To the editor:
Almost 50 percent of mid-water herring vessels are no longer in the fishery.
All of them are only part-time fishing businesses, as a large percentage of the fishing grounds have been closed to them for most of the year.
Current herring quotas reflect a 40 percent reduction implemented in 2010 to protect the herring from some stock assessment issues that lead managers to believe they may have overestimated the amount of fish available. Loss of jobs, businesses, and income for herring fishermen have been the result of all of these protective measures.
Management has done the most responsible job they can, herring fishermen have sucked it up and tried to do their best to survive as a leaner more efficient industry without whining for public money. In light of these facts I am left with one question.
Why are the tuna and recreational fishermen and their allies at the Pew Environmental Group and the Conservation Law Foundation still constantly bashing and attacking the herring boats?
All of their accusations have been shown to be false by a mountain of strong evidence.
They have claimed mid-water boats kill massive numbers of groundfish. That's a claim supported by some very cleverly cut video footage done by a vessel now known to have been targeting groundfish — and it's an idea shown to be false by the national bycatch report.
They have additionally claimed that mid-water boats kill large numbers of marine mammals, tuna, whales, striped bass, and river herring — all of which have been shown as false by a mountain of observer data that was collected at enormous taxpayer expense.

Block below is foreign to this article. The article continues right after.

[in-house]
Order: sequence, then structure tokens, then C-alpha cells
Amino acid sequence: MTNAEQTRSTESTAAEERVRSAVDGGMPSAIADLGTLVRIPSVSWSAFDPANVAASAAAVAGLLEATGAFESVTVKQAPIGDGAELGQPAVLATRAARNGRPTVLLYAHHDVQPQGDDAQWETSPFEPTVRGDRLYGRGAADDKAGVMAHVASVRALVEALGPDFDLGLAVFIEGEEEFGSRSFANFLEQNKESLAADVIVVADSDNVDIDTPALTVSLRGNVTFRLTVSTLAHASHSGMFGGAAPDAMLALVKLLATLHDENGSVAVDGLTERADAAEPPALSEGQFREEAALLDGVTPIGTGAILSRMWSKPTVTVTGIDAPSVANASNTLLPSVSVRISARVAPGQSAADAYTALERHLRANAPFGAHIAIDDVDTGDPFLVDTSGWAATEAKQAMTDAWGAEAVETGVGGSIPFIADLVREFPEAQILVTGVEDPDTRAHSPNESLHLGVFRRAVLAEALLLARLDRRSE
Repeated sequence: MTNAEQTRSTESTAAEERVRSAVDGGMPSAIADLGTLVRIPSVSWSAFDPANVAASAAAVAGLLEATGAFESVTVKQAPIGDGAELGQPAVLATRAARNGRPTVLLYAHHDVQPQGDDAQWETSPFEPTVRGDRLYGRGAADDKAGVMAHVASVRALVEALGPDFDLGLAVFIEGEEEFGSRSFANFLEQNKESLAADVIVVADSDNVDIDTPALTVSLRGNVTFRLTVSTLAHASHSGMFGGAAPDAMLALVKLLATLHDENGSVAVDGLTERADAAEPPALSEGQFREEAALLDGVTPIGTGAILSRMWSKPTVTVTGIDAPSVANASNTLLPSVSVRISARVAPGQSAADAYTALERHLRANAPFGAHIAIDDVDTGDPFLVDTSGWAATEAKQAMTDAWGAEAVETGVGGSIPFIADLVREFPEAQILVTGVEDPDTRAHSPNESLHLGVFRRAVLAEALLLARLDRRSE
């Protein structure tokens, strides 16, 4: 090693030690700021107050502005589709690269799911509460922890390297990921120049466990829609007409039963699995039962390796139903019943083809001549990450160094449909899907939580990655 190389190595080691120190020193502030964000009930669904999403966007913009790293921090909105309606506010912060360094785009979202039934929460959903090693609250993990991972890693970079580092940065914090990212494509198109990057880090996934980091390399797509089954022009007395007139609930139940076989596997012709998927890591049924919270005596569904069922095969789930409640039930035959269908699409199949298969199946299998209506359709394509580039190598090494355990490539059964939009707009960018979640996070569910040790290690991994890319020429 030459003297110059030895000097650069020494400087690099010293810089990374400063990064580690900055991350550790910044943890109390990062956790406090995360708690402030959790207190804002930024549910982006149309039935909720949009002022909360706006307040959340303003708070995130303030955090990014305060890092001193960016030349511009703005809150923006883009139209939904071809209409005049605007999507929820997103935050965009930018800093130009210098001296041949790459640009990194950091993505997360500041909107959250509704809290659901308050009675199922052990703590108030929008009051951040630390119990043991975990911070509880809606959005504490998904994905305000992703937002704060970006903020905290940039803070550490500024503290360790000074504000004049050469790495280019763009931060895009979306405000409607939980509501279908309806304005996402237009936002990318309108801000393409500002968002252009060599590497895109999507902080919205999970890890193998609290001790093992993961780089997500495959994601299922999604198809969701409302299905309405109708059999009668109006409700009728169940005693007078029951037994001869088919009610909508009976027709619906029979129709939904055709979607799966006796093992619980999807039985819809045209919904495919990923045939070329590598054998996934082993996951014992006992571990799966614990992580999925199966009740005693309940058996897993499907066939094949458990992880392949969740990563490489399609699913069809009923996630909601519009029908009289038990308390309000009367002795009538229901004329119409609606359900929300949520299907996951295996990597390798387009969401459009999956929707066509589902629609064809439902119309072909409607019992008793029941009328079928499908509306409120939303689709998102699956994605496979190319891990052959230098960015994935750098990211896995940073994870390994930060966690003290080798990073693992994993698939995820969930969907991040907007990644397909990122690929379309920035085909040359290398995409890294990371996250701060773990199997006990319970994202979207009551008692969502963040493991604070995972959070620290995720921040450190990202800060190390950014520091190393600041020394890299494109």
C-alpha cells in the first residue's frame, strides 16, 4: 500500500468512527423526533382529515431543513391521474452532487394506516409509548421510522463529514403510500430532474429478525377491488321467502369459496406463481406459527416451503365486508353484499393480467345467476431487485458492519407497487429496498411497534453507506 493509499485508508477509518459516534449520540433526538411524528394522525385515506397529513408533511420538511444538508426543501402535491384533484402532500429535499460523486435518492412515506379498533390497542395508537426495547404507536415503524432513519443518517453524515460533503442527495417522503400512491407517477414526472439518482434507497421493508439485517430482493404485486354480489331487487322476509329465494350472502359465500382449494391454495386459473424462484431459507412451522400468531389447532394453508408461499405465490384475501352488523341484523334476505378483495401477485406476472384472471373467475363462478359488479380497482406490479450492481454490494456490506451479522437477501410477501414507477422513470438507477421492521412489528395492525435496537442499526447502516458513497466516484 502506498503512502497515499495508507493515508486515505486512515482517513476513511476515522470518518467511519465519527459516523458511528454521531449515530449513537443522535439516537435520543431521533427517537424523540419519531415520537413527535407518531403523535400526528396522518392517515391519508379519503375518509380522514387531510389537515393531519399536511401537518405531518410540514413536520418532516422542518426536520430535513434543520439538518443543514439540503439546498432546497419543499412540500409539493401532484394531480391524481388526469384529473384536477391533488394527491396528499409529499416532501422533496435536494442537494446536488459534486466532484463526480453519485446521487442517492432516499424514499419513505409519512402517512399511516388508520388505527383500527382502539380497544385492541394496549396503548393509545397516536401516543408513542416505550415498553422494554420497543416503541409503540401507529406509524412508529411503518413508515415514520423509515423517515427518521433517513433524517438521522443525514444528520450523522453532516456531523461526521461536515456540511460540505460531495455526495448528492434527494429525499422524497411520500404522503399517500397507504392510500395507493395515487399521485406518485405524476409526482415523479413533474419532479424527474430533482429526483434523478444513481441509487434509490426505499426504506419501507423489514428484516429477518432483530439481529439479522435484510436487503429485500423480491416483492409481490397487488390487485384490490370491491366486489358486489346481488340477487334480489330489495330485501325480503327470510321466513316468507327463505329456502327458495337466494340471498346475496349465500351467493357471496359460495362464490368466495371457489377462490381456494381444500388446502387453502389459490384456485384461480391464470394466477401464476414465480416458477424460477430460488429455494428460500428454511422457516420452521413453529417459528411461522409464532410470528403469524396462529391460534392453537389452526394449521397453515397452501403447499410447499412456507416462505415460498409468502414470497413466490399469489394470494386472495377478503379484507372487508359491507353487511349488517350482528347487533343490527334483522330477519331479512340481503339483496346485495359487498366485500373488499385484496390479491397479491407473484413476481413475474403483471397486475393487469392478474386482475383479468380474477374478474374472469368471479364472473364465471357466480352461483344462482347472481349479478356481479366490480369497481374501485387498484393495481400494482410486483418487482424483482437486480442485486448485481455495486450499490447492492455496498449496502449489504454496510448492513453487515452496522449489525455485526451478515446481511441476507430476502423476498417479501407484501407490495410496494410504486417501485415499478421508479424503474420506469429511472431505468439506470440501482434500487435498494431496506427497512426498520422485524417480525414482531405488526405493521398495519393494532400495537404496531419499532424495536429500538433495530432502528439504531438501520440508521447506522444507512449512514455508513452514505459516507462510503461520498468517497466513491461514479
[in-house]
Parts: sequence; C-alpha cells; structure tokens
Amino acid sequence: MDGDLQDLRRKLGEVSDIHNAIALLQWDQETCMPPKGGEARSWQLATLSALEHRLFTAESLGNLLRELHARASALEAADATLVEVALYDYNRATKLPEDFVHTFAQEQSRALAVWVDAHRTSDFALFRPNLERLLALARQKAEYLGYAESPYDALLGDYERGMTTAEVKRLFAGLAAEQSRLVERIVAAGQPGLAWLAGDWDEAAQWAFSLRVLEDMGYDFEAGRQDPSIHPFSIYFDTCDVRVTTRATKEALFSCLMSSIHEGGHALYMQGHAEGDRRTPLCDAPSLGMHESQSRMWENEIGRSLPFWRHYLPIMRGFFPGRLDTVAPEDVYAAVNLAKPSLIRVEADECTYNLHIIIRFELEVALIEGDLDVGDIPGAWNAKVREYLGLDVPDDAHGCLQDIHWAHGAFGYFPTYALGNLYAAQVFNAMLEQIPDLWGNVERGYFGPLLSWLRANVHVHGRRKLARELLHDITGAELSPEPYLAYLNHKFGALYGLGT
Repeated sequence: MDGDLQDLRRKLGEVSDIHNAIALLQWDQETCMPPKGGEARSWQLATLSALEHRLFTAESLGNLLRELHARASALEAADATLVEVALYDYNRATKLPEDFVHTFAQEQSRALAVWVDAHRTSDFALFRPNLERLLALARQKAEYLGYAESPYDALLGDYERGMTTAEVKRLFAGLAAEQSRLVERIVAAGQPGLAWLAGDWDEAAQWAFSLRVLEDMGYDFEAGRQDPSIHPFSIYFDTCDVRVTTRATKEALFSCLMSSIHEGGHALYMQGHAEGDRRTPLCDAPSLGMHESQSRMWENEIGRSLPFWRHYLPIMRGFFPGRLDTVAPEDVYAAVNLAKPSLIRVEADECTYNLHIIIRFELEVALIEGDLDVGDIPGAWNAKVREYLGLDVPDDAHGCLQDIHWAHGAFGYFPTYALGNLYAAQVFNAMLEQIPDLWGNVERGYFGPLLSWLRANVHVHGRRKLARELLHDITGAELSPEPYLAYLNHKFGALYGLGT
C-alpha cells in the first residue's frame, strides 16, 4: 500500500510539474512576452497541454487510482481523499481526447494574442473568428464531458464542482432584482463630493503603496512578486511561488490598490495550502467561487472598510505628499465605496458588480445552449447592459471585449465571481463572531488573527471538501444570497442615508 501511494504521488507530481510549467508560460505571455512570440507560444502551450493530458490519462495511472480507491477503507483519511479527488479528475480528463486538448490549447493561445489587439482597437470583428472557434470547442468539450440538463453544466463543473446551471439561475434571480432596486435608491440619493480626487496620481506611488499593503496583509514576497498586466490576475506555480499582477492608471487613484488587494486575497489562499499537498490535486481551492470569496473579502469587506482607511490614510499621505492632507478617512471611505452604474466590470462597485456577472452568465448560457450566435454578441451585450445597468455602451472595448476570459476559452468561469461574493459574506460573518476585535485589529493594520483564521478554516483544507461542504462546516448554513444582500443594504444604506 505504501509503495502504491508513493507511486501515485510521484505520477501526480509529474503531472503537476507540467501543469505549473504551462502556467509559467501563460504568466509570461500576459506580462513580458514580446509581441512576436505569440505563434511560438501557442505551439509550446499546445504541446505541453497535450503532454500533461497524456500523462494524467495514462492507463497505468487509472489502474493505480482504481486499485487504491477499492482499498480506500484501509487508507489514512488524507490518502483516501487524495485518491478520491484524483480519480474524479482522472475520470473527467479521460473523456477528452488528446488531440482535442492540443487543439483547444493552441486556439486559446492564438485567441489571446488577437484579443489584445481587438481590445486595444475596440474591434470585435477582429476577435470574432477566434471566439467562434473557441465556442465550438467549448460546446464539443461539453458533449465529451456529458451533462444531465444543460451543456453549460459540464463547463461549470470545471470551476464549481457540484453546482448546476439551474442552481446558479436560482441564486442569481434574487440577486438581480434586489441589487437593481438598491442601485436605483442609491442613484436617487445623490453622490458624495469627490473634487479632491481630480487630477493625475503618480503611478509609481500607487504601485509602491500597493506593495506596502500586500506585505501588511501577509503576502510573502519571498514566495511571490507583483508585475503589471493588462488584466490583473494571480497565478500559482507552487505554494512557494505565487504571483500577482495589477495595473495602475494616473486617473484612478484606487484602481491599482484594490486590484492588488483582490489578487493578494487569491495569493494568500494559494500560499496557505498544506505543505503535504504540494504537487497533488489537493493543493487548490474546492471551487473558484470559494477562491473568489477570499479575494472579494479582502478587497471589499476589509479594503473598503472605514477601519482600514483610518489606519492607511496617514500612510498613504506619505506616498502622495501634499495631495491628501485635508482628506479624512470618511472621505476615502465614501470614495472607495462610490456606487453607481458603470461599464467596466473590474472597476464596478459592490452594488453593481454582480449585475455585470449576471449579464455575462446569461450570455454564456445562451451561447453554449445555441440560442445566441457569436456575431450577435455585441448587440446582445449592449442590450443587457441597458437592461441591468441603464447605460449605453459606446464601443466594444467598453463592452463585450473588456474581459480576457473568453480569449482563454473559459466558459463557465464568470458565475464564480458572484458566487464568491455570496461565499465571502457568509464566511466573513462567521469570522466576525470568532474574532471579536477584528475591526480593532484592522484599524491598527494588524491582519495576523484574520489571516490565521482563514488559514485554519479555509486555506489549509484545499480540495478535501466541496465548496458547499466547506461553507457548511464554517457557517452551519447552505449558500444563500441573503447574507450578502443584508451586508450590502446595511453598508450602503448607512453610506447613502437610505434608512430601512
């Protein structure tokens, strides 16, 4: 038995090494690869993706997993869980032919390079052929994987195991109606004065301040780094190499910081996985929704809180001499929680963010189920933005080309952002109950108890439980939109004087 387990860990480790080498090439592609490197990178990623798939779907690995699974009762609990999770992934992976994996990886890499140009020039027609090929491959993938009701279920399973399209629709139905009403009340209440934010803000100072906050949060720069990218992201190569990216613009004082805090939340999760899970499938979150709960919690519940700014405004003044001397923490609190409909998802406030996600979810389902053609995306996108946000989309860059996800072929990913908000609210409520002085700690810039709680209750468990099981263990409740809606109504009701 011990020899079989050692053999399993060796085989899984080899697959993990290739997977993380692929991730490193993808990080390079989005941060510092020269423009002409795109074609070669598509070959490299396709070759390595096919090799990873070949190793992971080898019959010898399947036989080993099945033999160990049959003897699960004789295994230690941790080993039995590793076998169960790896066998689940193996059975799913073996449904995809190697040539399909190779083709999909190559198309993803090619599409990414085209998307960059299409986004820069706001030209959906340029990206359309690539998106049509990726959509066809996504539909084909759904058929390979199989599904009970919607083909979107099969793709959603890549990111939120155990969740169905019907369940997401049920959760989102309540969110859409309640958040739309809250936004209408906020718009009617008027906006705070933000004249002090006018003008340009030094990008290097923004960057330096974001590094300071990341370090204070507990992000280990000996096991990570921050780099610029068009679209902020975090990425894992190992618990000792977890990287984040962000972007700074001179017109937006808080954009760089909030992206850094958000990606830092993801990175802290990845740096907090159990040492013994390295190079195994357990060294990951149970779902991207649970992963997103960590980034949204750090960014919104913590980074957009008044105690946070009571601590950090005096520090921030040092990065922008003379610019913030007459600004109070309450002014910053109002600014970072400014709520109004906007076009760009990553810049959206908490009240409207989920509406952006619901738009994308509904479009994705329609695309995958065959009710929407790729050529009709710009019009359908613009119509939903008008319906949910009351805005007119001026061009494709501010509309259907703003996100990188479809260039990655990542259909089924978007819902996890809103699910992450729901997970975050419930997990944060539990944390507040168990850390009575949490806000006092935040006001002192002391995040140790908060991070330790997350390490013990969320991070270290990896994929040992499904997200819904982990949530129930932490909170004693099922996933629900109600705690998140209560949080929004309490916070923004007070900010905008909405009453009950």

None of these facts appear to bother these constant accusers at all. Now they claim mid-water vessels catch too much herring, but there are more herring than ever — and, with the quota cuts in effect, it is the most protected stock in all of New England.
The sad fact is there will be no end to this prejudiced campaign against mid-water herring fishermen. It is a campaign based on lies and greed.
The price of a tuna is based on its fat content, so apparently all of the herring fishermen must lose their jobs and all of their poor customers access to affordable protein so that some tuna sport fishermen can make more money selling the most expensive fish to the richest people on the planet.
They don't care how many people lose their jobs, factories close, poor people starve, or even if the lobsters die off from a strange disease introduced by bait brought in from far away places, as long as they make more money selling fish that, unlike herring, aren't being managed in a sustainable fashion.
The herring campaign has cost the herring fishermen and the U.S. taxpayer huge amounts of money.
I think we all deserve better than this.
JON J. JOHNSON